With millions in residential confinement globally, it’s tempting to turn to past generations for a sample of wisdom from sagas of old as we deal with covid-19, and hopes for an easing of the crisis:
“Do not expect to make headway with a frail sail width.”
—the Eyrbyggja Saga, Chapter 20
“Nothing ventured, nothing gained.”
—Njal’s Saga, Chapter 5
“Best it is for Man’s words to seek peace when it’s possible.”
—A Viking saying, 800-1200 A.D.
“Sail Width” in Our Current Crisis
More than five and a half months since the Wuhan, China, breakout, global deaths from the epidemic now exceed 300,000 climbing hourly. So, which are the countries which have significantly reduced their losses with sufficient “sail width” — or systems of control or prevention?
Mark Travers, a science reporter for Forbes Magazine, said polling shows the most successful countries at taming spread of the virus are Australia, Canada, Denmark, Finland, India, Japan, Norway, and Vietnam. I would add Taiwan to the list.
Mr. Travers adds: “Surveying over 2,800 Japanese adults, researchers in Japan found that even non-mandatory government directives were effective in increasing pessimism and caution. That, in turn encouraged behavioral changes necessary to reduce the spread of the virus.”
“In other words,” he concluded, “in times of pandemic, a government’s ability to instill a heathy amount of citizen fear may be one of the more effective ways to keep them healthy.” (Despite justifiable concerns, the two official covid-19 death tolls were reportedly the world’s highest in the U.S. and Russia as of May 14. Most specialists believe actual death totals for China, the world’s most populous country of 1.3 million people and origin of the pandemic, are much higher than the 4,633 deaths officially reported by Beijing).
“Nothing Ventured, Nothing Gained”
Clearly, more investments are needed to halt the virus’s spread, and most urgently, in poorer African, Asian, and South America countries, with fewer hospitals, doctors and medical facilities and where hunger looms.
In a Page 1 Washington Post story May 15, Liz Sly reports:
“For now, at least, covid-19 seems to be largely a disease of the rich, developed world, with 74 percent of the 4.4 million cases reported worldwide occurring in North America and Europe, along with an overwhelming 85% of the deaths.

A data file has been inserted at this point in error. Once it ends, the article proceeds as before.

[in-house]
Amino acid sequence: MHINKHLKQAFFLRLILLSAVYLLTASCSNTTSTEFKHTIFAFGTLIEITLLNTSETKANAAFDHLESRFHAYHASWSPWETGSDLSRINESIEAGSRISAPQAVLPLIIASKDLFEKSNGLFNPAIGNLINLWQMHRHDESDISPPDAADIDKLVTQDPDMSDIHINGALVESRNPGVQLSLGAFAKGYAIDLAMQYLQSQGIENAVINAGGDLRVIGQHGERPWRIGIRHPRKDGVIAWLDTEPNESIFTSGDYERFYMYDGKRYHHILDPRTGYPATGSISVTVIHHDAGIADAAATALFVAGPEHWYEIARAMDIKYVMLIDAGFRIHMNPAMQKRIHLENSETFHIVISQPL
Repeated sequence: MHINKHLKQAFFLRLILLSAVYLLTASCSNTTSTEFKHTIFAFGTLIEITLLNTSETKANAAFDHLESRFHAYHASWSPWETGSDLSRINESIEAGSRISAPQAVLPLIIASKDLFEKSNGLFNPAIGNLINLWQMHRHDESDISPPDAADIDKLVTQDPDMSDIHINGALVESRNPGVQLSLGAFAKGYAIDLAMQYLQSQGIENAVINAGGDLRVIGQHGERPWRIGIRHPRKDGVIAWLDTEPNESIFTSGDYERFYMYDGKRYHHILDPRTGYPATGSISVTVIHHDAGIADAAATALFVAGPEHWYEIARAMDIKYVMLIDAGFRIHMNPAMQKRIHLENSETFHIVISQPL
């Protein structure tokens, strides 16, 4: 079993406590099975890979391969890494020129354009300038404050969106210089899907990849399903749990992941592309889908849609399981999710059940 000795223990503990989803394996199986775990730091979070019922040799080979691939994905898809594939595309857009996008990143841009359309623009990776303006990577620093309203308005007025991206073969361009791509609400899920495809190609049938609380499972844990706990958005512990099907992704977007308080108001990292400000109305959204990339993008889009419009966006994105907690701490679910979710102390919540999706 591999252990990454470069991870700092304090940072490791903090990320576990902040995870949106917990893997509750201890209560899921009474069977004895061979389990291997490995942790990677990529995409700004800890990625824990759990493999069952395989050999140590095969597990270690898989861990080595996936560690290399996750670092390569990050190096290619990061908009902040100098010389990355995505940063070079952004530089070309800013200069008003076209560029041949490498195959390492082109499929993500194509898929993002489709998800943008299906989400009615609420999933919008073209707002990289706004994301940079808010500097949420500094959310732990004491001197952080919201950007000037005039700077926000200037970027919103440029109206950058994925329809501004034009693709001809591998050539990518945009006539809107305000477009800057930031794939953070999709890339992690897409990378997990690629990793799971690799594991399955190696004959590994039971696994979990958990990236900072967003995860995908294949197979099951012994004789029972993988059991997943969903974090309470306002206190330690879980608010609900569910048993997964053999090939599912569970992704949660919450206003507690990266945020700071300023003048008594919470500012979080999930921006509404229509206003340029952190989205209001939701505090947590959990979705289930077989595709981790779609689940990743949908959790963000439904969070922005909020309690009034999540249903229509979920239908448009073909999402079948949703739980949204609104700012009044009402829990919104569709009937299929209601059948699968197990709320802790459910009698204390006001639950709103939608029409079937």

“But economists and U.N. officials say that it is in developing countries, where the vast majority of the world’s population lives, that the most damaging long-term repercussions could be felt.”
“In India,” Ms. Sly adds, “half of the workforce lost jobs overnight (so far in 2020 when the country imposed one of the world’s strictest lockdowns. In Africa, 65 percent of the population lives in crowded informal settlements where social distancing is difficult.” (That’s according to Stephen Karingi of the U.N. Economic Commission for Africa).
“Best It Is for Man’s Words To Seek Peace When It’s Possible”
Clearly, the poorer countries need urgent relief, with no time to waste. The covid-19 outbreak has caused the World Health Organization to establish a fund to help them. At the end of April, WHO had set a target goal of $675 million to begin a global assistance program.
A much more generous aid initiative is essential, perhaps even one that compares with the post-World War II Marshall Plan. That’s the recommendation of Oxford University Professor of Globalisation and Development, Ian Goldin.
Writing in The Guardian on April 21, he reports, “Ten African nations have no ventilators at all. In Uganda, there are only 55 intensive care beds for 43 million citizens. Malawi has just 25 of these beds for 17 million citizens, while in Bangladesh, there are just 1,100 beds for a population of more than 160 million. And while Britain’s health budget is $4,000 per citizen per year, in African countries it averages $12 per citizen per year, according to the OECD (the Organization for Economic Cooperation and Development.”
And Professor Goldin concludes: “If there’s one less lesson covid-19 has taught us, it’s how interconnected our lives are. What I have called “the butterfly defect of globalization” means is that systemic risks anywhere are a risk to us all… Now, more than ever, we must show solidarity beyond our borders.
“Our health depends on the health of others. If we are to look forward to a better future, people elsewhere must too.”
There must be a 21st century Marshall in our midst who can consider how an effective global initiative might be built. In my view, there can be no greater challenge that national leaders and diplomats of both the industrialized West and beleaguered developing countries must squarely face together to overcome today’s pandemic and its perils.
As a 36-year veteran of the Voice of America (VOA), Alan Heil traveled to more than 40 countries a foreign correspondent in the Middle East, and later as director of News and Current Affairs, deputy director of programs, and deputy director of the nation’s largest publicly-funded overseas multimedia network. Today, VOA reaches more than 275 million people around the world each week via radio, television and online media. Read More